Al-Qaida executes top Yemeni anti-terror officer: official

Yemenis protest against Iran for alleged support of rebels

Anti-Saudi Demonstrations In Iran, Anti-Iran Demonstrations In Yemen

Yemen shuts Iranian medical centers in Sana'a

Yemen Sees ‘Mounting Evidence’ Iran Is Arming Rebels






SCENARIOS: How might Yemen's toxic mix of conflict develop?

Multiplying security and economic pressures are deepening instability in Yemen, raising fears for a strategically vital neighborhood that includes oil superpower Saudi Arabia and one of the world's busiest shipping lanes.

A Muslim Shi'ite revolt, southern secessionism and al Qaeda attacks have combined with water shortages, a humanitarian crisis, worsening poverty and falling oil income to stir powerful currents of turbulence in the poor Arabian country.

Concern has also focused on the proximity of failed Horn of Africa state Somalia, which sits across the Gulf of Aden and hosts a pirate community that preys on international shipping in defiance of an international flotilla that seeks to stop it.

Nearly 20,000 ships pass through the Gulf of Aden each year, heading to and from the Suez Canal.

"Yemen faces unprecedented challenges... Any one of these challenges coming to a crisis point could overwhelm the Yemeni government," Christopher Boucek, an associate in the Carnegie Middle East Program, said in a note to journalists this week.

If steps are not taken, "Yemen is at risk of becoming a failed state and a training ground for Islamist extremism."

Following are scenarios on how Yemen's problems may develop:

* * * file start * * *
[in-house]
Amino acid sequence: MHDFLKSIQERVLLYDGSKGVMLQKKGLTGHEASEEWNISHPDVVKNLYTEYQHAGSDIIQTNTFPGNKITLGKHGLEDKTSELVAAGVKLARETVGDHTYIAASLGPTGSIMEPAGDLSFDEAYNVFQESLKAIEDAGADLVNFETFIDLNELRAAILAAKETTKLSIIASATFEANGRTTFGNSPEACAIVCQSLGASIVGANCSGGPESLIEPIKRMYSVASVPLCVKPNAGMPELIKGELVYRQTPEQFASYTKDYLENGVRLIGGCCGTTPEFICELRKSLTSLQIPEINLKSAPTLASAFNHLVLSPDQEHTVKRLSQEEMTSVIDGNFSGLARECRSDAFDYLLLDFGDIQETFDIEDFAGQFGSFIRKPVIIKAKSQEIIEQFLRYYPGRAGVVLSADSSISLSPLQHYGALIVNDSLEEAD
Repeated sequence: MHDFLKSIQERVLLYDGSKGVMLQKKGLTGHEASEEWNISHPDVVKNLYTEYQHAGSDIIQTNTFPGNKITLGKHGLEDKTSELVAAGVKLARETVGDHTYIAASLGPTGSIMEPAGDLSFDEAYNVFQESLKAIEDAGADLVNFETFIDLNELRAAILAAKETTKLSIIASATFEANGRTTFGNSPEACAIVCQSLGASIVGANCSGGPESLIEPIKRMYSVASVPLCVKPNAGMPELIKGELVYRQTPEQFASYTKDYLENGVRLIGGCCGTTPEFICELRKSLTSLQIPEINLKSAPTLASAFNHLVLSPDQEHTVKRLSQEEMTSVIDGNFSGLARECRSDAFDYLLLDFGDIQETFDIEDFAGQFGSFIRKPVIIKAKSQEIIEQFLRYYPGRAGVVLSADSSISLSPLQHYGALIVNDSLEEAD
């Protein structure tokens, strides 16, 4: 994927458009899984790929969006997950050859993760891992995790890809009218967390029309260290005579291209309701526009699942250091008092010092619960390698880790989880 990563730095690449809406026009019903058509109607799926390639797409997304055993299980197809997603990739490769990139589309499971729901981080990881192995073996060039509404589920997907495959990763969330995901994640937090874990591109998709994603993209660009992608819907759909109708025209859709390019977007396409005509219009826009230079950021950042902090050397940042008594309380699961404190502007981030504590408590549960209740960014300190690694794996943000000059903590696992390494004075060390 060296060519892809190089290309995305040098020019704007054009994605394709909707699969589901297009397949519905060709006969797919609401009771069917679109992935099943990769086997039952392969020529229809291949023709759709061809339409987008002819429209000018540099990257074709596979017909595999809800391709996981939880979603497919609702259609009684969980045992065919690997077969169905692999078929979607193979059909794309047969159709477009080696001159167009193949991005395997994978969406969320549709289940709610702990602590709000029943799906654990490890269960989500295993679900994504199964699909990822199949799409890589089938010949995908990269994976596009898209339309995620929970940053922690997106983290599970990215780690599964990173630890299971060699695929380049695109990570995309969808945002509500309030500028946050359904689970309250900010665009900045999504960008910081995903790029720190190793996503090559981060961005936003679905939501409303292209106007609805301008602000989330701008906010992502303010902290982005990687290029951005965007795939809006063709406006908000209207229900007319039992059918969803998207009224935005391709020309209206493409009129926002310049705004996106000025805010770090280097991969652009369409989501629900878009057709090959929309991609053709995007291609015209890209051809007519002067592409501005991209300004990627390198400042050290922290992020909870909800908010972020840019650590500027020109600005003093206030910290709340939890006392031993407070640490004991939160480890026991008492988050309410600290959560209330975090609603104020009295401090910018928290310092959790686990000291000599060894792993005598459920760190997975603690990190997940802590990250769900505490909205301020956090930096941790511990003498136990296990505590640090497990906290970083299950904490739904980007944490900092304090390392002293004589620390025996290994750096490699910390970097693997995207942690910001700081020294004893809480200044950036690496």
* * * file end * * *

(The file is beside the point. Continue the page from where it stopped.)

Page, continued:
More...




posted on Nov, 26 2009 @ 02:35 AM
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Originally posted by jam321
What I find interesting is that the Saudis are actually fighting.

Are they trying to gain experience, US over-committed, or just testing out their investment in new toys?


Saudi Arabia likes to pretend that they have this perfect little country.. but the fact is, it's actually very volatile and fractured. There are many separatist groups, and large demographics that despise the ruling elite. The Oligarchy in Saudi Arabia is expansive, and their "toys" as you say are used mostly in preparation against their own people.

In Yemen, the fighting spilling into Saudi Arabia is more like a dangerous cancer .. terrorism and separatist fighting could easily break out if sparked by yemen.. it does not surprise me in the slightest to see Saudi trying to calm things with force inside Yemen.

Loam, that investment video was just weird .. I'd hope any major corporations did a background check on political stability and not just watch a video of pretty beaches and "culture"



posted on Nov, 26 2009 @ 02:39 AM
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reply to post by Rockpuck
 



Originally posted by Rockpuck
Loam, that investment video was just weird .. I'd hope any major corporations did a background check on political stability and not just watch a video of pretty beaches and "culture"


Uh oh. You mean I shouldn't have invested in the camel farm?


You have to give 'em props for trying...



posted on Nov, 26 2009 @ 06:00 PM
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Some more news from the region.

Saudi Arabia goes to war
Opinion Piece: Saudi Arabia and Iran Face Off in Yemen

Inside Story - Foreign intervention in Yemen - 15 Nov 09


I agree with you loam, this region is about to get a whole lot worse.



posted on Nov, 29 2009 @ 04:07 AM
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Originally posted by jam321
What I find interesting is that the Saudis are actually fighting.

Are they trying to gain experience, US over-committed, or just testing out their investment in new toys?


The Saudi royals recognize the threat that is right on their border, and are acting accordingly.

But then again anyones guess is as good as mine..



posted on Dec, 8 2009 @ 09:01 PM
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Thought it was worth throwing this in your thread loam..

www.iraq-war.ru...